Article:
For me one of the enjoyable aspects of arbitration as a field, is the networking with other practitioners from different countries and cultures. I love meeting people and gaining friends all over the world. On a serious side, you also learn about the nature of your opposing counsel and the arbitrators you may appear in front of in the future.
Q: You are a Mentor on our Maxwell Mentorship Programme, what is one piece of invaluable advice you would give to our group of Mentees or other younger legal practitioners in entering the alternative dispute resolution field?
A: Take the opportunity to do some smaller cases where you get to have more responsibility, contact with your client and appear in Court – these are great training.
Q: As a busy person holding multiple hats, how do you find time for your personal commitments or to indulge in personal pleasures?
A: You work better if you have time away from the desk. I am trying to keep some of the good habits I developed during the pandemic, like walking, by scheduling time in the diary. I keep the lid of the laptop down during the weekend so that I have time with my family and friends.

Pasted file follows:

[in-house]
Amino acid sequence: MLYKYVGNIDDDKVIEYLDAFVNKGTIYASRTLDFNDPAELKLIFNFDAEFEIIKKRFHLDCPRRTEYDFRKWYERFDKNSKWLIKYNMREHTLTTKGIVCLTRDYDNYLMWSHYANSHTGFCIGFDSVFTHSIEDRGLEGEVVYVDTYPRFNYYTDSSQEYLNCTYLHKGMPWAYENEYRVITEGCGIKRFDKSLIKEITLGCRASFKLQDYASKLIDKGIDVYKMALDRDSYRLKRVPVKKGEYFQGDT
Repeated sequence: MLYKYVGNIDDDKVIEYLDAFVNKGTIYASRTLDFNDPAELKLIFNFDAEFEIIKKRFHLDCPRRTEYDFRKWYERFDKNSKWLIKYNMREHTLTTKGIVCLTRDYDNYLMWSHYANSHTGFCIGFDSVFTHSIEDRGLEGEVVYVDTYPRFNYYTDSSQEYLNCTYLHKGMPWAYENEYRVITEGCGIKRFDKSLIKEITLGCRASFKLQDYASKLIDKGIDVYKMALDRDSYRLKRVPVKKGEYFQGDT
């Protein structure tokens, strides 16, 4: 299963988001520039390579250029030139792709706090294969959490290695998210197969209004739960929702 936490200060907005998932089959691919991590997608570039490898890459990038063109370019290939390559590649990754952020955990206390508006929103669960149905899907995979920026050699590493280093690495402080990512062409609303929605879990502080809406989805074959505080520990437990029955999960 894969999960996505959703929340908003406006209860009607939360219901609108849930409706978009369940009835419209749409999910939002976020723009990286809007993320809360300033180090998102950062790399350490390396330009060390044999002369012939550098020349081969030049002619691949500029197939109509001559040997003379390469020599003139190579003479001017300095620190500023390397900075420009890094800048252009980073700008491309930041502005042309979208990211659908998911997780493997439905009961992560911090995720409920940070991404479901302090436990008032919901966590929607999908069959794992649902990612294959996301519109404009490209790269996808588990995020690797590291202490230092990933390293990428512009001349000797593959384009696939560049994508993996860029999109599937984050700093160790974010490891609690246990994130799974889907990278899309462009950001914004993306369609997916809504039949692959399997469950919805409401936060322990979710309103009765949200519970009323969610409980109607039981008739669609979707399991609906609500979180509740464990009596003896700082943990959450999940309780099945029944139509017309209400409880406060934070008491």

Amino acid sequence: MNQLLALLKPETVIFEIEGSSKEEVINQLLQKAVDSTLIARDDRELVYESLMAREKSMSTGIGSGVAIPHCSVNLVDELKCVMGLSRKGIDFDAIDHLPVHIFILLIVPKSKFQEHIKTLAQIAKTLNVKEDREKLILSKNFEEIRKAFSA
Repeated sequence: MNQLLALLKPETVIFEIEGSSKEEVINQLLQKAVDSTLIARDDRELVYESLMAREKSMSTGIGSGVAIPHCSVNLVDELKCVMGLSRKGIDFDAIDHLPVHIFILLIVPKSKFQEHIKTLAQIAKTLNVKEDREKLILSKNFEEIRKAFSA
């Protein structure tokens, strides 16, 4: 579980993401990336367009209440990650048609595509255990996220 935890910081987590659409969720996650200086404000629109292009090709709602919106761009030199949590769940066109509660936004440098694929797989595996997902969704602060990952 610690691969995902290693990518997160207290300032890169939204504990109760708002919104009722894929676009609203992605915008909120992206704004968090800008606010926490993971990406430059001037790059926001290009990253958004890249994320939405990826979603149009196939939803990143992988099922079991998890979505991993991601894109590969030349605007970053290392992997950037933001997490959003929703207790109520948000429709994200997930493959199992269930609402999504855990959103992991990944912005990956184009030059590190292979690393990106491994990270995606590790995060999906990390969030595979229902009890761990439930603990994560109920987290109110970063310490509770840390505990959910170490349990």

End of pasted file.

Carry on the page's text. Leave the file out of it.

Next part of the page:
Q: If you weren’t in your current profession, what profession would you be in?
A: University teacher – I find teaching adults, which I get to do through the Chartered Institute of Arbitrators, very rewarding.
Q: To get to know you more on a personal level, could you share with us 3 fun facts about you that not many know about?
A: I first came to Singapore in 1978 on my way back to Australia after living with my parents and sister in Iran. It was a dramatic journey and Singapore was a welcome safe haven.
I love cooking and will make Australia’s national dessert, the Pavlova, on request.
I have an honours degree in Mathematics, but I am hopeless at times tables. I am having to re-learn Mathematics to help my teenagers as I refuse to buy them tutoring.
Q: Lastly, what reminds you of Maxwell Chambers?
A: The chocolates in the arbitrators’ lounge – I am a non-stop snacker during hearings.